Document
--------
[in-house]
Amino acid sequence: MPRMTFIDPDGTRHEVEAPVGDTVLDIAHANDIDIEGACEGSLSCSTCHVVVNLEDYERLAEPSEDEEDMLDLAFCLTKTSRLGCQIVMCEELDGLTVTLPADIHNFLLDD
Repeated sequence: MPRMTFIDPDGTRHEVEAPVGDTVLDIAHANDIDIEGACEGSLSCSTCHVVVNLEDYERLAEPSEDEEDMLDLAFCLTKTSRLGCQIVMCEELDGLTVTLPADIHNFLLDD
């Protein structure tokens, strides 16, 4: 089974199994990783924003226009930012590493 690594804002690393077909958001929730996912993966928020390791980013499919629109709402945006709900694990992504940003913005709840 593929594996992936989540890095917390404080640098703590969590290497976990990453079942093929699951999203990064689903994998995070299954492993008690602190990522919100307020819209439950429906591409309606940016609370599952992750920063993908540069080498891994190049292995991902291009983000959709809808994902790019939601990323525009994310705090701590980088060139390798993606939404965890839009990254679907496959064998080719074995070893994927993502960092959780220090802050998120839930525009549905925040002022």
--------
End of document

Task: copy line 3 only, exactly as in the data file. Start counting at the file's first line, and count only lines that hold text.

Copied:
Repeated sequence: MPRMTFIDPDGTRHEVEAPVGDTVLDIAHANDIDIEGACEGSLSCSTCHVVVNLEDYERLAEPSEDEEDMLDLAFCLTKTSRLGCQIVMCEELDGLTVTLPADIHNFLLDD